[tex-live] No room for a new \write

Reinhard Kotucha reinhard.kotucha at web.de
Fri Mar 16 23:30:04 CET 2007

>>>>> "Philipp" == Philipp Fäh <pfaeh at mysunrise.ch> writes:

> No room for a new \write. If you get such a message the only
> recourse is to redesign your document.  Is there no possibility to
> extend the amount of streams? One day...?

A limit of 32 files which can be open at the same time sounds
ridiculously nowadays.  Yes, TeX (the program) allows you to have 16
read and 16 write streams open at the same time.  But the plain TeX
macros (which are used by LaTeX too) are extremely inefficient.

Register allocation is currently stack based.  If you say
\newwrite\foo, then \foo is is associated with \write0.  If you then
say \newwrite\bar, \bar is is associated with \write1, and so on.

The stack pointer is increased whenever you say \newwrite but nothing
useful happens if you say \closeout.

The alternative would be to make file allocation list based.

Suppose that initially there is a list for \openout which has 16
entries

{free,free,free,...}

and are associated with \write0, \write1, \write2, ...

Then re-define \openout and \closeout.  When you say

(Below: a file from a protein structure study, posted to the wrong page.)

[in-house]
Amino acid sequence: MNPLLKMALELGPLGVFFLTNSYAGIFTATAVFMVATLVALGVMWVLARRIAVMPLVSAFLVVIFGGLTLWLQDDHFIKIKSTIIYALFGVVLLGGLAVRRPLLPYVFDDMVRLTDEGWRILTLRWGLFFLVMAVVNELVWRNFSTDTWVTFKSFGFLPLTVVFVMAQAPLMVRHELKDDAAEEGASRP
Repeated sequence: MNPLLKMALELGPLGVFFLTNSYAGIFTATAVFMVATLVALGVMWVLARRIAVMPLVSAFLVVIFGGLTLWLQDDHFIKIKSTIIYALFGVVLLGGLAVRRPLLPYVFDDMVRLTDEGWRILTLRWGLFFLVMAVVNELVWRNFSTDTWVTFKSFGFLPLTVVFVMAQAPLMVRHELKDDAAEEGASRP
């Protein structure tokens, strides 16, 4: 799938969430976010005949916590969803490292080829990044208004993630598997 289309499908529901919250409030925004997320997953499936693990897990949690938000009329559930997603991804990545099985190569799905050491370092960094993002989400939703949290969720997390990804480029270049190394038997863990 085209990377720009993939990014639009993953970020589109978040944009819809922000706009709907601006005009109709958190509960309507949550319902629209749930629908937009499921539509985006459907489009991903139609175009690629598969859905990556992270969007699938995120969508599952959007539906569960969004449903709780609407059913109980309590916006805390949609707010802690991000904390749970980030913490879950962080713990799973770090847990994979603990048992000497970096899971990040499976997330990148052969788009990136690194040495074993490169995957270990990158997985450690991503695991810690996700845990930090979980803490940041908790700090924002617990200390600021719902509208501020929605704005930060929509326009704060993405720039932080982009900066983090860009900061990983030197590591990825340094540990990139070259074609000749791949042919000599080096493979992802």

\openout\foo=some_file.tex, \openout will search for the first entry in
the list which has the value "free".  The list then becomes

{\foo,free,free,...}

If you say \openout\bar=some_other_file.tex

the list becomes

{\foo,\bar,free,...}

and if you say \closeout\foo the list becomes

{free,\bar,free,...}

This means that \write0 can be used again while in a stack based
allocation scheme it can't.

As I said above, the limit of 32 files which can be open at the same
time sounds ridiculously nowadays.  On the other hand, operating
systems limit the number of files which can be open at the same time.
There are usually a lot of other processes running which want to
access files too.  Hence I wonder whether it makes sense to change the
number of read/write registers in the program (significantly) before
the macros are improved.

As far as I can see it is even possible to write a macro package which
works with plain TeX as well as with LaTeX which replaces the stack
based approach by a list based system.  Old documents will not be
broken, people will not notice that /new{read,write} calls are
ignored.

Regards,
Reinhard

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